Point-and-shoots: Picking your perfect camera

Some of you might know me as the faithful Phoenix photo editor snapping pictures around campus, but to my friends I’m just the resident camera geek. This has its perks, but it also means I get asked a lot of camera questions. By far the most common is, “Which one should I buy?” And with many of you inevitably planning on taking a lot of Facebook pics over spring break, you might be wondering the same thing. Well, here’s my answer:Ball’n on a budgetSony CyberShot DSC-W120 &- $150On the cheaper end of the camera spectrum, we have the Canon CyberShot W120. For its low price, it’s a great buy. It has a 7.2 megapixel sensor, image stabilization and a Carl Zeiss lens, which means it will take a decent shot in most situations.The W120 does have its downsides. The LCD on this camera isn’t the sharpest or best quality, and can be really hard to see in bright light. Because it’s made by Sony, the W120 only accepts their proprietary memory sticks.? 7.2 Megapixels? 32-128mm equiv lens with 4x Optical? 2.5- inch LCD? Optical Image Stabilizer? ISO sensitivity up to 3200? Face Detection and Smile Shutter ModeSwim-up bar approved?Panasonic Lumix DMC-TS1 – $250??The Panasonic TS1 takes great pictures and has all the features you would expect from a good digital camera. But it has a one distinct edge over the other cameras in this review: you can bring it to the pool. That’s right, it’s waterproof. It’s also dust proof and shockproof, which makes it a great choice if you’re planning on hitting the beach over spring break. Even if you’re not planning any aquatic photo shoots, it’s nice to know that an unexpected rain or snow storm won’t keep you from using your camera.? 12.1 Megapixels? 28-128mm equiv lens with 4.6x optical zoom and image stabilization? Waterproof to 10 ft.? Shock and dust proof? 720p video recording? 2.7-inch LCD screenTop dogPanasonic Lumix DMC-LX3 – $395If you’re looking for a point-and-shoot with serious photographers in mind, then look no further than the Panasonic Lumix LX3. This camera was built by photographers for photographers and has all the things any shutterbug would want. The combination of the LX3’s amazing 10.1 megapixel sensor, and it’s Leica lens creates images that rival many DSLR cameras. It also includes a few other features usually found on DSLRs, like priority and manual modes, as well as a hotshoe for external flashes and accessories; however, all of these features come at a price that might be out of reach for many.Even putting price aside, I think its biggest problem is in its size. The LX3 is considerably larger than most point-and-shoots and has a lens that doesn’t fully retract into the body. This will keep you from slipping it into your pocket and struggling to fit it into anything smaller than a small bag or purse. And for a point-and-shoot that reason alone might be enough to keep a lot of people from taking the plunge 8212; myself included.? 10.1 effective Megapixels? 24mm wide 2.5x optical with Leica lens with 2.5x optical zoom? ISO sensitivity up to 6400? F2.0 maximum aperture? 3.0 LCD monitor? Raw and JPEG modes? Up to ISO 3200 sensitivity? HD movie capture? Manual exposure and focus options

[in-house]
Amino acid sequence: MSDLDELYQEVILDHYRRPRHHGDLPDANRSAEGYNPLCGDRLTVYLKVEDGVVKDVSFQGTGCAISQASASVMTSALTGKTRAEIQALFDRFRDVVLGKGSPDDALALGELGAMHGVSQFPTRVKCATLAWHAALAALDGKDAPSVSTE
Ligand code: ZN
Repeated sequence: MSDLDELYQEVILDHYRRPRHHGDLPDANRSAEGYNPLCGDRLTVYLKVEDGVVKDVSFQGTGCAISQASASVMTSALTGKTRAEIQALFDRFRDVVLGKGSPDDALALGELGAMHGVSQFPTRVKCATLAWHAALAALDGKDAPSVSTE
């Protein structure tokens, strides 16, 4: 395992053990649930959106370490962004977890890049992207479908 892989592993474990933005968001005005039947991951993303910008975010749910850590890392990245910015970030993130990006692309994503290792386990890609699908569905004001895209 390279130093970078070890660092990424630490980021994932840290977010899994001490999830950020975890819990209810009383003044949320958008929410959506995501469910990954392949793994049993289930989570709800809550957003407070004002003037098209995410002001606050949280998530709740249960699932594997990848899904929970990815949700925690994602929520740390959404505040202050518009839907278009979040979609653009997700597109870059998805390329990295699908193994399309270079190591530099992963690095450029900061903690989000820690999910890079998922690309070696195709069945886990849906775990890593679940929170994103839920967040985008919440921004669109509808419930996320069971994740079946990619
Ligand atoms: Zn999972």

Sleek and sexyCanon Powershot S90For around the same price as the LX3, Canon offers up their sleek competitor &- the Powershot S90. It boasts a long list of features, like a 10 megapixle sensor and f2.0 lens, but is still small enough that you can easily slip into your back pocket. It doesn’t have a few things that you can find on the LX3, like the external hotshoe and video capabilities, but for me, the PowerShot wins because it’s better at what point-and-shoots do best &- being portable.


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